None of these approaches will bring healing to a soul.
Let us look again at the story of the blind man in today’s Gospel. He does not fit the first case of someone whose faith will be trampled down by the intimidation of the majority. He stands fast to the truth that he knows and has experienced. He will also not make efforts to hide the miracle which gave him his sight. And, in the dialog which transpires between him and the Pharisees, we see him defending himself, but it is in a way which seems to almost rest in the truth rather than to force it. There is a confidence born of direct experience. He knows he was blind, and he knows that Christ healed him and that now he can see. There is an unshakable quality of confidence born from his direct experience. He does not need to prove anything to anyone… he simply stands in the truth and in gratitude to Christ Jesus Who gave him his sight.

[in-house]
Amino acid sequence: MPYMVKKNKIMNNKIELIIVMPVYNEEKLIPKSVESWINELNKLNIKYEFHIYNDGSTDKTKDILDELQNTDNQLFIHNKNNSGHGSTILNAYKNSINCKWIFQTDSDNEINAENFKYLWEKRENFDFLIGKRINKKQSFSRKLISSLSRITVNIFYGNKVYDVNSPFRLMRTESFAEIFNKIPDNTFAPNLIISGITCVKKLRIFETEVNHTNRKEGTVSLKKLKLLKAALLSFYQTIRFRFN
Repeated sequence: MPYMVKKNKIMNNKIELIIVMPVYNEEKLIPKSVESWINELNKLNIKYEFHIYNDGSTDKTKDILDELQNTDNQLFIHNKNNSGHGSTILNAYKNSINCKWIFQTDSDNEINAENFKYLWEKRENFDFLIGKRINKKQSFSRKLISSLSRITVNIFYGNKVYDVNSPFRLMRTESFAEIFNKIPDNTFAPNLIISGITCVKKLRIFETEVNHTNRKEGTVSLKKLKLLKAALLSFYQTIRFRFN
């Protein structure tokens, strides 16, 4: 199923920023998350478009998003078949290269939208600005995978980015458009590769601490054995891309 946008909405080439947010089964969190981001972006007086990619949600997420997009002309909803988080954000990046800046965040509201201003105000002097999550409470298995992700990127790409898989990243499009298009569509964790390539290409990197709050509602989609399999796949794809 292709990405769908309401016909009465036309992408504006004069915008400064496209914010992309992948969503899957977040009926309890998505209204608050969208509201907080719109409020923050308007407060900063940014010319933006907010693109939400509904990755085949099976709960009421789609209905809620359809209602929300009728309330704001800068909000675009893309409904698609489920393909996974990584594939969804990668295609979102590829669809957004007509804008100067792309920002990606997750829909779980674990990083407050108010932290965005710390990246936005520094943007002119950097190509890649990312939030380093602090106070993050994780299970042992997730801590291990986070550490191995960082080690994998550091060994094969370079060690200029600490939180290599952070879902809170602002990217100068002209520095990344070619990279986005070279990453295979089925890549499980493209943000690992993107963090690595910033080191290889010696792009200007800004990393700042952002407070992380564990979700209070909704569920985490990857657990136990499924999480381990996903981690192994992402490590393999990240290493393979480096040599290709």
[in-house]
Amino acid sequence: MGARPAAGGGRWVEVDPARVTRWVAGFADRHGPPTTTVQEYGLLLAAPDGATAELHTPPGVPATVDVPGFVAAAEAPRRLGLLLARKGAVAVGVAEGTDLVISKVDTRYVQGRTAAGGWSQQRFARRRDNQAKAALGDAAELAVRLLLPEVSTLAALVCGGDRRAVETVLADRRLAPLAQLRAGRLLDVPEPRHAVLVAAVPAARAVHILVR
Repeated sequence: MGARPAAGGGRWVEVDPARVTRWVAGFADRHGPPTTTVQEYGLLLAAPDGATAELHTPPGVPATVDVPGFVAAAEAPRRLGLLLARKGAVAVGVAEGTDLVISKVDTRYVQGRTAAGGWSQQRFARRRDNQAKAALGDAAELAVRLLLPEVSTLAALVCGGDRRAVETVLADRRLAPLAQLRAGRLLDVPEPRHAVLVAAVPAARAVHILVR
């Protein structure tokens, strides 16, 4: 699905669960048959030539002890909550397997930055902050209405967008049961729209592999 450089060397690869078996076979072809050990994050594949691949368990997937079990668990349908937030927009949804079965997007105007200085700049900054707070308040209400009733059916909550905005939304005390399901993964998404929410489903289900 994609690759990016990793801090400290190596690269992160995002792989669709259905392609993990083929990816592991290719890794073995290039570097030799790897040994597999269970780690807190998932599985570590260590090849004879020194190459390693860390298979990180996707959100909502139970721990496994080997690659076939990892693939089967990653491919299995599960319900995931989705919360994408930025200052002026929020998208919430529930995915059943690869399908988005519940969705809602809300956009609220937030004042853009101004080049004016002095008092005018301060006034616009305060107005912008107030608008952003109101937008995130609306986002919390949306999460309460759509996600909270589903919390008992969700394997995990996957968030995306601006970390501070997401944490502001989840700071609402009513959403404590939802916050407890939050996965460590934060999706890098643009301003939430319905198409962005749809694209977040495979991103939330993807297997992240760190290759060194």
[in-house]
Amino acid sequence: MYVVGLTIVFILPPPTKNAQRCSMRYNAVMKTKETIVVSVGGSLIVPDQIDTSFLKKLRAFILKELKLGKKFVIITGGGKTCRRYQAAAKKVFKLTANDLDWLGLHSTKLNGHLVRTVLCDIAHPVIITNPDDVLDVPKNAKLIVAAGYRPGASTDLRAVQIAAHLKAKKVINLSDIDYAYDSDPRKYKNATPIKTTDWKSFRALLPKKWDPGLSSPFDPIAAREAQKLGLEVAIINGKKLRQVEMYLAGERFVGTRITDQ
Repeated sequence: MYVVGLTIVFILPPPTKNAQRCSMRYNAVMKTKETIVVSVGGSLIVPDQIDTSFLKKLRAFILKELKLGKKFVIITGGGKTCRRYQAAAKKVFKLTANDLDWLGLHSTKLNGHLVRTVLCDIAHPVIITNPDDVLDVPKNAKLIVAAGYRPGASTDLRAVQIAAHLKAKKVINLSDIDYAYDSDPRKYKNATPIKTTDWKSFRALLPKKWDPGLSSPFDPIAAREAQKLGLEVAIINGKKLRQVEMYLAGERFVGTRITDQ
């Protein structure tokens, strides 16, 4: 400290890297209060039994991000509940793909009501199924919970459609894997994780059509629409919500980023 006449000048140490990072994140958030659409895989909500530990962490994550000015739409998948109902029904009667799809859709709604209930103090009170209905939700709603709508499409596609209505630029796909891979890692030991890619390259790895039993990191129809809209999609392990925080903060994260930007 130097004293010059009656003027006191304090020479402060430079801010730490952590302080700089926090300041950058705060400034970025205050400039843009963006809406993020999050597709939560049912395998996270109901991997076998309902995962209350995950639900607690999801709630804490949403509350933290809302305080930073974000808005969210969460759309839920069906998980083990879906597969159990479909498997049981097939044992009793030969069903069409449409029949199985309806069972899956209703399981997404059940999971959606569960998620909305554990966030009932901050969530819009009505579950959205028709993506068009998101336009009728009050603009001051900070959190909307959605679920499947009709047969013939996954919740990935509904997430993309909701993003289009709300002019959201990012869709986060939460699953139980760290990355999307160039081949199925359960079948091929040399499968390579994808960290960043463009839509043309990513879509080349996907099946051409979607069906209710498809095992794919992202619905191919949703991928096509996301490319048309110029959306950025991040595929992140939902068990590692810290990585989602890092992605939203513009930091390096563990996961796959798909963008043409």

And this is how it should be for us. We, as Christians, are undoubtedly in the cognitive minority in the world in which we live. We will be challenged, we will be mocked, we will be marginalized, intimidated, and even persecuted for not going along with the prevailing crowd.
Let us take our lesson from the blind man in today’s Gospel. Let us take our Christian life seriously and build upon those direct experiences of God’s grace which He so abundantly offers to us in prayer, in the life and the Sacraments of the Church, in the testimony of the lives of His saints, in the reading of the Holy Gospels. Let us immerse ourselves in what is sacred and what is beautiful and holy. These are the things which purify our heart… and it is the pure in heart who shall see God. And striving for that purity of heart and unity with Christ, let us stand firm in the knowledge of the goodness of God.
We do not need to compromise our faith, we do not need to hide in fear, and we do not need to poison ourselves in passionate anger against the tide of apostasy.
Christ has enlightened us from our darkness, and we must, like the man born blind, stand firm in gratitude, in fidelity, and in love to the One Who has freed us from such darkness and given us light and life. May Christ our God Who rose from the dead give us such courage and grace!